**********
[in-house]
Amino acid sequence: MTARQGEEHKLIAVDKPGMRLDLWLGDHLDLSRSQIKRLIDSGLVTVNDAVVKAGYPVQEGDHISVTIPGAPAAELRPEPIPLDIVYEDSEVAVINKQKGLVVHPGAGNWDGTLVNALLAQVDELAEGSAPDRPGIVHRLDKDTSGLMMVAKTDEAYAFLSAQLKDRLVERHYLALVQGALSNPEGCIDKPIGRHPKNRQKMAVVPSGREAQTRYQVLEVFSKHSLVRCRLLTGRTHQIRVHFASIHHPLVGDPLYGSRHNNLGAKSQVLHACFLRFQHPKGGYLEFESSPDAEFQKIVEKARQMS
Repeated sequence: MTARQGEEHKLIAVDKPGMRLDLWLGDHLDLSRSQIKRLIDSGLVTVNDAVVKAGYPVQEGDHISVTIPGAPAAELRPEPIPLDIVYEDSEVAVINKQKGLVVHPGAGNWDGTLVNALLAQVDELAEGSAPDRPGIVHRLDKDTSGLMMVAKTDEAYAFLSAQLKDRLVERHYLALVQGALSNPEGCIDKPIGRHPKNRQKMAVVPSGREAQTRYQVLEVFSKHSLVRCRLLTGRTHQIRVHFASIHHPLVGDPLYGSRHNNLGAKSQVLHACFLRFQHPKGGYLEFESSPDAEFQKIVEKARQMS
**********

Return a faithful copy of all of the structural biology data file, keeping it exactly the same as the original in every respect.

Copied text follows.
[in-house]
Amino acid sequence: MTARQGEEHKLIAVDKPGMRLDLWLGDHLDLSRSQIKRLIDSGLVTVNDAVVKAGYPVQEGDHISVTIPGAPAAELRPEPIPLDIVYEDSEVAVINKQKGLVVHPGAGNWDGTLVNALLAQVDELAEGSAPDRPGIVHRLDKDTSGLMMVAKTDEAYAFLSAQLKDRLVERHYLALVQGALSNPEGCIDKPIGRHPKNRQKMAVVPSGREAQTRYQVLEVFSKHSLVRCRLLTGRTHQIRVHFASIHHPLVGDPLYGSRHNNLGAKSQVLHACFLRFQHPKGGYLEFESSPDAEFQKIVEKARQMS
Repeated sequence: MTARQGEEHKLIAVDKPGMRLDLWLGDHLDLSRSQIKRLIDSGLVTVNDAVVKAGYPVQEGDHISVTIPGAPAAELRPEPIPLDIVYEDSEVAVINKQKGLVVHPGAGNWDGTLVNALLAQVDELAEGSAPDRPGIVHRLDKDTSGLMMVAKTDEAYAFLSAQLKDRLVERHYLALVQGALSNPEGCIDKPIGRHPKNRQKMAVVPSGREAQTRYQVLEVFSKHSLVRCRLLTGRTHQIRVHFASIHHPLVGDPLYGSRHNNLGAKSQVLHACFLRFQHPKGGYLEFESSPDAEFQKIVEKARQMS